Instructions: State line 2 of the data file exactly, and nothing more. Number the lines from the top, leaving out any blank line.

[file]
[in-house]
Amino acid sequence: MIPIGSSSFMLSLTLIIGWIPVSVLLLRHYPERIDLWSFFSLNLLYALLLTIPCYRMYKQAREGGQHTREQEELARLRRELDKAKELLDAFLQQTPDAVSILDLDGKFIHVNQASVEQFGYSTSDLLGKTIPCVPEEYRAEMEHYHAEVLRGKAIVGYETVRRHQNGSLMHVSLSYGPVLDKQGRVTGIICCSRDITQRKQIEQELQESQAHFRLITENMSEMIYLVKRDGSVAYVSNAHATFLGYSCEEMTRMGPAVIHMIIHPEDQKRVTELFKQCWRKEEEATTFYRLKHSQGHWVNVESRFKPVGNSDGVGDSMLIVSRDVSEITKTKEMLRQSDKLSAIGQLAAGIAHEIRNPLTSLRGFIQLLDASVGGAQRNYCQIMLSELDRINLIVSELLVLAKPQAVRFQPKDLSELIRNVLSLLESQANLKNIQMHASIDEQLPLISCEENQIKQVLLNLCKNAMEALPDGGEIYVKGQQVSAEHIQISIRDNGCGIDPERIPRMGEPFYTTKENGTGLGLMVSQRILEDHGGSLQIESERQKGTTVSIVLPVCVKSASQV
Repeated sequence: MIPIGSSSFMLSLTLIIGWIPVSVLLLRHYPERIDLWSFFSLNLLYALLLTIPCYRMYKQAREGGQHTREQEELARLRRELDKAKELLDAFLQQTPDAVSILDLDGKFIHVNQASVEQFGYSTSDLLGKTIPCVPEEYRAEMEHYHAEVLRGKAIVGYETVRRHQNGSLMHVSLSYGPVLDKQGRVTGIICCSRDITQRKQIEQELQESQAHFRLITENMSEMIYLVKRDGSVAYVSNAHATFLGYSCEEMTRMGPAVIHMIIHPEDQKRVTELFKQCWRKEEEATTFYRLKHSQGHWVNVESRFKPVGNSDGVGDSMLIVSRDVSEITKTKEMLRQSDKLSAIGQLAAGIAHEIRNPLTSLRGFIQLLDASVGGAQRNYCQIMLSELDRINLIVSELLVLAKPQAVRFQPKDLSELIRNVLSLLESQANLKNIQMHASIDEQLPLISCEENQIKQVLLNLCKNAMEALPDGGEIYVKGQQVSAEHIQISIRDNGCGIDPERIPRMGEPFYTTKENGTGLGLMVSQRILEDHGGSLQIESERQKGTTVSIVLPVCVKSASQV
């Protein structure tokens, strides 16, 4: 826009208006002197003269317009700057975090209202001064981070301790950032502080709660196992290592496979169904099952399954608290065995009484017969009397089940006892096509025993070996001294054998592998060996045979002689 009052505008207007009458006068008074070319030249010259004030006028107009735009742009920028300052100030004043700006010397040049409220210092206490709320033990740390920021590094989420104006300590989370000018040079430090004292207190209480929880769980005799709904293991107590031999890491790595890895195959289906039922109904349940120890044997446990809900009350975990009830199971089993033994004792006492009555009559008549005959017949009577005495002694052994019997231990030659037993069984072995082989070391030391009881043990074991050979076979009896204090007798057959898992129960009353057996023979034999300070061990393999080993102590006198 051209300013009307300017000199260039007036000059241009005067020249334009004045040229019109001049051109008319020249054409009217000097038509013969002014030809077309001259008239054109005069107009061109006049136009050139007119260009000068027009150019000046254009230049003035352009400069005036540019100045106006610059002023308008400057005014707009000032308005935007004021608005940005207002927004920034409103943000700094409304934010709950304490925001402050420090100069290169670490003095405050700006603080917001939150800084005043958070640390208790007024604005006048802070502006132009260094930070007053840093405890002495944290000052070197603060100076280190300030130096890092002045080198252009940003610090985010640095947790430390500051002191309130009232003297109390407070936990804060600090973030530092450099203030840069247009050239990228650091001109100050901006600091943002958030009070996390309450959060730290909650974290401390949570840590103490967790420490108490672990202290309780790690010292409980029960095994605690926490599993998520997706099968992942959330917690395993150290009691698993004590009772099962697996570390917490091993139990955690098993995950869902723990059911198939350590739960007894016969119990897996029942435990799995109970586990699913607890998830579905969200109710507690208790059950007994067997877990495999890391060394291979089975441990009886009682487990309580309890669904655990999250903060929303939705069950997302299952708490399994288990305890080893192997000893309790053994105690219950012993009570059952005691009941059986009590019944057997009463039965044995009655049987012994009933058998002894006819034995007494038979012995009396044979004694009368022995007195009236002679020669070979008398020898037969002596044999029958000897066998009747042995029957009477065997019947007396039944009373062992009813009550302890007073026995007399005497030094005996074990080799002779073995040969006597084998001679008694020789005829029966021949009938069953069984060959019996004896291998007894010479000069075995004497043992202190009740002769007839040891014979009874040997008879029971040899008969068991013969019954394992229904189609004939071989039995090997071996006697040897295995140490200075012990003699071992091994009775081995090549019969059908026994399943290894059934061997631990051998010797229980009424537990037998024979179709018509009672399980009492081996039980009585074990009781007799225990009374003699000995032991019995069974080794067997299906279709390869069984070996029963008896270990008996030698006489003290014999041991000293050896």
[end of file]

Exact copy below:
Amino acid sequence: MIPIGSSSFMLSLTLIIGWIPVSVLLLRHYPERIDLWSFFSLNLLYALLLTIPCYRMYKQAREGGQHTREQEELARLRRELDKAKELLDAFLQQTPDAVSILDLDGKFIHVNQASVEQFGYSTSDLLGKTIPCVPEEYRAEMEHYHAEVLRGKAIVGYETVRRHQNGSLMHVSLSYGPVLDKQGRVTGIICCSRDITQRKQIEQELQESQAHFRLITENMSEMIYLVKRDGSVAYVSNAHATFLGYSCEEMTRMGPAVIHMIIHPEDQKRVTELFKQCWRKEEEATTFYRLKHSQGHWVNVESRFKPVGNSDGVGDSMLIVSRDVSEITKTKEMLRQSDKLSAIGQLAAGIAHEIRNPLTSLRGFIQLLDASVGGAQRNYCQIMLSELDRINLIVSELLVLAKPQAVRFQPKDLSELIRNVLSLLESQANLKNIQMHASIDEQLPLISCEENQIKQVLLNLCKNAMEALPDGGEIYVKGQQVSAEHIQISIRDNGCGIDPERIPRMGEPFYTTKENGTGLGLMVSQRILEDHGGSLQIESERQKGTTVSIVLPVCVKSASQV